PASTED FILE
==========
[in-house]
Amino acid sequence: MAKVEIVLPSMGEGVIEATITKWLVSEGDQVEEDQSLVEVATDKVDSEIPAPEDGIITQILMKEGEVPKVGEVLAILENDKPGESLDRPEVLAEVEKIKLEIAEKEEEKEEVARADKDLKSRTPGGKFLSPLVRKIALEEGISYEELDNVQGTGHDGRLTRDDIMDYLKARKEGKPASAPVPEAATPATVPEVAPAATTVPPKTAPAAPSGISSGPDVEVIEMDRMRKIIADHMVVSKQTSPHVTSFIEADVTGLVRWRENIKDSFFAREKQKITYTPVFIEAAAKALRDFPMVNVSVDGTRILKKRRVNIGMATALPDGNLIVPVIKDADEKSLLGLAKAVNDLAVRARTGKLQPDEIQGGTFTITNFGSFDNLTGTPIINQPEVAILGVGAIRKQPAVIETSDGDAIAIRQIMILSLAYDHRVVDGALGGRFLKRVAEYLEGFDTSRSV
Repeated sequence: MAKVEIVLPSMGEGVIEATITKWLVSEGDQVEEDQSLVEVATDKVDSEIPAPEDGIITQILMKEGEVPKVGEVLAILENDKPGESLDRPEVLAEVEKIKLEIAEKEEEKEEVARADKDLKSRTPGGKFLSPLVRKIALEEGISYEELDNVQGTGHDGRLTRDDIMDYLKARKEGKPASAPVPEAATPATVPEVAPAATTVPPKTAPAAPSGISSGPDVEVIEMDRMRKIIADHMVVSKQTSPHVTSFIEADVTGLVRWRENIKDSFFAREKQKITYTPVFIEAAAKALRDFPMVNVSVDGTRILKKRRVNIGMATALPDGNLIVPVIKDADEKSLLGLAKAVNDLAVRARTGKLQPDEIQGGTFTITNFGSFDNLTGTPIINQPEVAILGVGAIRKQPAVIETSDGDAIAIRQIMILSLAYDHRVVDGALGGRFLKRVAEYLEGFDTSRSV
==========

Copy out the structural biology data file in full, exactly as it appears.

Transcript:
[in-house]
Amino acid sequence: MAKVEIVLPSMGEGVIEATITKWLVSEGDQVEEDQSLVEVATDKVDSEIPAPEDGIITQILMKEGEVPKVGEVLAILENDKPGESLDRPEVLAEVEKIKLEIAEKEEEKEEVARADKDLKSRTPGGKFLSPLVRKIALEEGISYEELDNVQGTGHDGRLTRDDIMDYLKARKEGKPASAPVPEAATPATVPEVAPAATTVPPKTAPAAPSGISSGPDVEVIEMDRMRKIIADHMVVSKQTSPHVTSFIEADVTGLVRWRENIKDSFFAREKQKITYTPVFIEAAAKALRDFPMVNVSVDGTRILKKRRVNIGMATALPDGNLIVPVIKDADEKSLLGLAKAVNDLAVRARTGKLQPDEIQGGTFTITNFGSFDNLTGTPIINQPEVAILGVGAIRKQPAVIETSDGDAIAIRQIMILSLAYDHRVVDGALGGRFLKRVAEYLEGFDTSRSV
Repeated sequence: MAKVEIVLPSMGEGVIEATITKWLVSEGDQVEEDQSLVEVATDKVDSEIPAPEDGIITQILMKEGEVPKVGEVLAILENDKPGESLDRPEVLAEVEKIKLEIAEKEEEKEEVARADKDLKSRTPGGKFLSPLVRKIALEEGISYEELDNVQGTGHDGRLTRDDIMDYLKARKEGKPASAPVPEAATPATVPEVAPAATTVPPKTAPAAPSGISSGPDVEVIEMDRMRKIIADHMVVSKQTSPHVTSFIEADVTGLVRWRENIKDSFFAREKQKITYTPVFIEAAAKALRDFPMVNVSVDGTRILKKRRVNIGMATALPDGNLIVPVIKDADEKSLLGLAKAVNDLAVRARTGKLQPDEIQGGTFTITNFGSFDNLTGTPIINQPEVAILGVGAIRKQPAVIETSDGDAIAIRQIMILSLAYDHRVVDGALGGRFLKRVAEYLEGFDTSRSV